A New York Times editorial and an op-ed piece by one of its house columnists have something interesting in common this morning: stamp-your-feet frustration with the way the world is and an inability to suggest what should be done about it.
In The Falling Paycheck, the Times editorial board complains that real wages aren't keeping up with the economy's continued expansion. "American employees have not shared in the wealth they’ve helped to create," laments the Old Gray Lady. Sure sounds as if the Times subscribes to the 'surplus value' theory of labor. And we know who came up with that.
The Times then tells us what it considers not to be a solution: "high-end tax cuts." And it condemns the Bush administration for claiming that the problem is "as one of impersonal market forces for which there are no government solutions."
"Those are not the paths out of the predicament," the Times insisted. This put us on tenterhooks, awaiting the shining path out of the problem that the Times was sure to describe. Except that . . . the editorial ends right there.
To be sure, we can imagine what the Times, if prodded, might suggest: raise minimum wages! But how does that help American workers if as a result jobs are driven overseas? Why then - impose tariffs on foreign goods! But can you really impose a tariff on the labor of the man sitting in El Salvador who answered the phone when I called the US Airways reservation line yesterday? And even if you could impose tariffs on goods if not services, how much would it help lower-income people to raise prices on many of the products they buy?
All of which left the Times spinning in impotent fury.
Over at his corner of the opinion page, the object of columnist Thomas Frank's ire is the way Republicans and the right have sought to decrease the flow of funding to the Democrats. In the subscription-required 'Defunders of Liberty,' [haha, we get it - defunders not defenders], Frank begins by condemning how 20+ years ago, Jack Abramoff, then a college Republican leader, declared that he wanted to remove Dems permanently from power. Youthful enthusiams aside, isn't that the goal of any political party - to win every election? When the Dems ruled the Congressional roost for 40 years, did any of their leaders ever say "I think we'll just lay down in November. It's really the GOP's turn"?
According to Frank "Abramoff and his clean-cut campus radicals pushed their own defund the left' campaign with characteristic élan, declaring war on Ralph Nader’s Public Interest Research Groups, or PIRG, environmental and consumer activist outfits that were funded by student activity fees on some campuses."
Maybe so. Was that wrong? Did conservatives not have the right to complain at the way a disproportionate share of student activity fees went to fund leftist politics? Even Frank doesn't claim otherwise. So what's his point?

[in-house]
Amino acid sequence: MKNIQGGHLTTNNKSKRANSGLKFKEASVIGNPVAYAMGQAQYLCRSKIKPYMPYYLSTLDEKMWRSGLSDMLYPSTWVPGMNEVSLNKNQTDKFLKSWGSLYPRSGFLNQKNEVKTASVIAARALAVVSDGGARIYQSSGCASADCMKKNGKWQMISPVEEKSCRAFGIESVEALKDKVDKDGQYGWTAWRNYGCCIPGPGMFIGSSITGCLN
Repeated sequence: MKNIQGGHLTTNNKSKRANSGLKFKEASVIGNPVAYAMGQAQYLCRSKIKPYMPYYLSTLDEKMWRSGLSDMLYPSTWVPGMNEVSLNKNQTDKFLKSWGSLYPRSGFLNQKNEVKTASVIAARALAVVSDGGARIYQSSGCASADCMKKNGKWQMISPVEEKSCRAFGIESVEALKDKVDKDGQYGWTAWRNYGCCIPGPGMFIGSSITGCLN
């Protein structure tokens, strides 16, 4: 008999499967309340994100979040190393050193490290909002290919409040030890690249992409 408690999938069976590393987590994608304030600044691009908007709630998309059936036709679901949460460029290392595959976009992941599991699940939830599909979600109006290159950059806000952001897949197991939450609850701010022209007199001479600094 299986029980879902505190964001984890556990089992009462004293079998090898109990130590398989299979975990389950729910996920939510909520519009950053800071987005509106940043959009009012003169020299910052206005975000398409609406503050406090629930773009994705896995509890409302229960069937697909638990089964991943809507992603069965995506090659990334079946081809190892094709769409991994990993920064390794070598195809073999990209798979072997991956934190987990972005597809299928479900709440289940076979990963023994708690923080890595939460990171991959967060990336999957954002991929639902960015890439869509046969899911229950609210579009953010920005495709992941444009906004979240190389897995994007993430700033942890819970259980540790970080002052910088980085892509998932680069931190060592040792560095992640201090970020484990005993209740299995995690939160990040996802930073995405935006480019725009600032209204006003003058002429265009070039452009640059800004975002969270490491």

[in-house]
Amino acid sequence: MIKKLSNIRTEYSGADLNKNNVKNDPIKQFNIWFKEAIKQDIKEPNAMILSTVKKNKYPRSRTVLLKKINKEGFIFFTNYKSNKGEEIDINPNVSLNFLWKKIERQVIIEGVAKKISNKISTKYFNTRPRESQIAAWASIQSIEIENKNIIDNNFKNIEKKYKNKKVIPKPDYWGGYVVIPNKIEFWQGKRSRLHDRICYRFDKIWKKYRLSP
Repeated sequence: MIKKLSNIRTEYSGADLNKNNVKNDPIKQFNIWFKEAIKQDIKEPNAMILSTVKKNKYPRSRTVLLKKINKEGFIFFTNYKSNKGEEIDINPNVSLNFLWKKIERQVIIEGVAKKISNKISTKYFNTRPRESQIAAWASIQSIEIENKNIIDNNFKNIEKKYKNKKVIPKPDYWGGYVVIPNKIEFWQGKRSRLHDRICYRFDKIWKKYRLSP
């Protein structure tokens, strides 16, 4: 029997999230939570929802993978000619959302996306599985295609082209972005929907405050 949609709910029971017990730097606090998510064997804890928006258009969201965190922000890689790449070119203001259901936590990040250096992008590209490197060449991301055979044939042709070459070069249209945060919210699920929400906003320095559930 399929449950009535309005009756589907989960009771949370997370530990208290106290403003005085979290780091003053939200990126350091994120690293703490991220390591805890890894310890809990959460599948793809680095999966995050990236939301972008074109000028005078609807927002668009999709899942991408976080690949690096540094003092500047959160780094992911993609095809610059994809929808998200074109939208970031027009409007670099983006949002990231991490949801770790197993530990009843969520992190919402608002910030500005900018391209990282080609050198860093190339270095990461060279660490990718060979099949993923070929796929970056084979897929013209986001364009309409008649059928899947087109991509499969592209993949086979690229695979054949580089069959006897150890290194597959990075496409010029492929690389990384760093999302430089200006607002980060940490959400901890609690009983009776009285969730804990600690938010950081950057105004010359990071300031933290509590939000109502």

Frank similarly decries current paycheck protection and school voucher campaigns, which he describes as "megaton devices to vaporize the flow of funds from labor unions to Democratic candidates." What he surely intended as criticism actually comes across as unintentional candor as to the way the Dems divert union dues and public school funding to their political purposes.
But once again, Frank is unable to say what is wrong, much less illegal, with the right's efforts in this regard. Is this not the simple exercise of their constitutional right to petition for redress of grievances? Finally, Frank is upset about the 'K Street Project,' the way in which Republican congressional leaders encouraged lobbying firms to hire . . . Republicans. When Dems were in charge, does anyone doubt things worked the same way?
Frank reached an unintentionally comic climax with this paragraph:
"What is most ingenious about all this is not so much its destructiveness but the way it appeals to mainstream notions of fairness."
How unfair of those darn Republicans, appealing to . . . fairness! Note also the elitism inherent in Frank's use of 'mainstream.' Those vulgar plebes [which the patrician Dems are trying to help despite themselves] - so dumb they believe in fairness!
On both sides of the opinion page, liberals twist in impotent rage at the way things are. Stop the world - the Times wants to get off.
UPDATE: Ken Shepherd of NB and MRC has reported that the Times has been forced to admit that, as per recently released data, wages are actually increasing at a 7% annual rate even when adjusted for inflation! Will the Times withdraw its editorial? Don't bet on it.
Finkelstein lives in the liberal haven of Ithaca, NY, where he hosts 'Right Angle,' an award-winning public-access TV show. Contact him at firstname.lastname@example.org